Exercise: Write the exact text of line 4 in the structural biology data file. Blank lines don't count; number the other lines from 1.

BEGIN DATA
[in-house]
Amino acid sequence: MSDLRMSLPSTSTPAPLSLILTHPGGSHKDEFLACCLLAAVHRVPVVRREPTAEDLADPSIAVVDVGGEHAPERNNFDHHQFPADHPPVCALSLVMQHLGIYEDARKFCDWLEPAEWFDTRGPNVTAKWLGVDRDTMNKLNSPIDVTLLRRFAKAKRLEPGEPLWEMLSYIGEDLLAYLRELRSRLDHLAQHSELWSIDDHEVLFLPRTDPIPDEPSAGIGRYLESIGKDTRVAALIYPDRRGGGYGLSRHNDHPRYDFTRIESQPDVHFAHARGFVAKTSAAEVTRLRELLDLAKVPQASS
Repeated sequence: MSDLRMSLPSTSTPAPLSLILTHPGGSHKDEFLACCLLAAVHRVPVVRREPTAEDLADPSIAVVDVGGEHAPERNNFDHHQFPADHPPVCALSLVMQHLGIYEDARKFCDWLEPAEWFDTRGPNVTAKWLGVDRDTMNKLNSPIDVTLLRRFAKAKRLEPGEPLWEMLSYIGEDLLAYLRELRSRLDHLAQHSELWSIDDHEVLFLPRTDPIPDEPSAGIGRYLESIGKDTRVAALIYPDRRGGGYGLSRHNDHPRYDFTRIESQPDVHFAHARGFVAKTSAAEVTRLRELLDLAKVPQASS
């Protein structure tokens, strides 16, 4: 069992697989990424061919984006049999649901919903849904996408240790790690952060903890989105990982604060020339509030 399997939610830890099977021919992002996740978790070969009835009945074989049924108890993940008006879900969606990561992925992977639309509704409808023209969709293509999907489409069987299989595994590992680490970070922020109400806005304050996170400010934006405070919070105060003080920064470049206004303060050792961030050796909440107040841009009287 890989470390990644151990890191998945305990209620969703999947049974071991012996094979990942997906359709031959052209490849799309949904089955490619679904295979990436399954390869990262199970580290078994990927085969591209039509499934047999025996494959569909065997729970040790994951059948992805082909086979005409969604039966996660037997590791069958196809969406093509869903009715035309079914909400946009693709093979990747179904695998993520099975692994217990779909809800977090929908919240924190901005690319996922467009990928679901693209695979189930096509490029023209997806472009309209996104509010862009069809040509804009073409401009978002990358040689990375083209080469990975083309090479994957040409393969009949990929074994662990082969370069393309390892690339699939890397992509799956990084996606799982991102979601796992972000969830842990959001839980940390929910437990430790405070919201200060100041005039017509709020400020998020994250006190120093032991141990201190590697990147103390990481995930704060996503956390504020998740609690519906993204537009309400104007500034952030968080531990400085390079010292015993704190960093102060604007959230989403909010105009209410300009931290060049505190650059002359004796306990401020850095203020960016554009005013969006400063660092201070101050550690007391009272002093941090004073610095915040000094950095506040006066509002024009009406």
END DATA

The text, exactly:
């Protein structure tokens, strides 16, 4: 069992697989990424061919984006049999649901919903849904996408240790790690952060903890989105990982604060020339509030 399997939610830890099977021919992002996740978790070969009835009945074989049924108890993940008006879900969606990561992925992977639309509704409808023209969709293509999907489409069987299989595994590992680490970070922020109400806005304050996170400010934006405070919070105060003080920064470049206004303060050792961030050796909440107040841009009287 890989470390990644151990890191998945305990209620969703999947049974071991012996094979990942997906359709031959052209490849799309949904089955490619679904295979990436399954390869990262199970580290078994990927085969591209039509499934047999025996494959569909065997729970040790994951059948992805082909086979005409969604039966996660037997590791069958196809969406093509869903009715035309079914909400946009693709093979990747179904695998993520099975692994217990779909809800977090929908919240924190901005690319996922467009990928679901693209695979189930096509490029023209997806472009309209996104509010862009069809040509804009073409401009978002990358040689990375083209080469990975083309090479994957040409393969009949990929074994662990082969370069393309390892690339699939890397992509799956990084996606799982991102979601796992972000969830842990959001839980940390929910437990430790405070919201200060100041005039017509709020400020998020994250006190120093032991141990201190590697990147103390990481995930704060996503956390504020998740609690519906993204537009309400104007500034952030968080531990400085390079010292015993704190960093102060604007959230989403909010105009209410300009931290060049505190650059002359004796306990401020850095203020960016554009005013969006400063660092201070101050550690007391009272002093941090004073610095915040000094950095506040006066509002024009009406």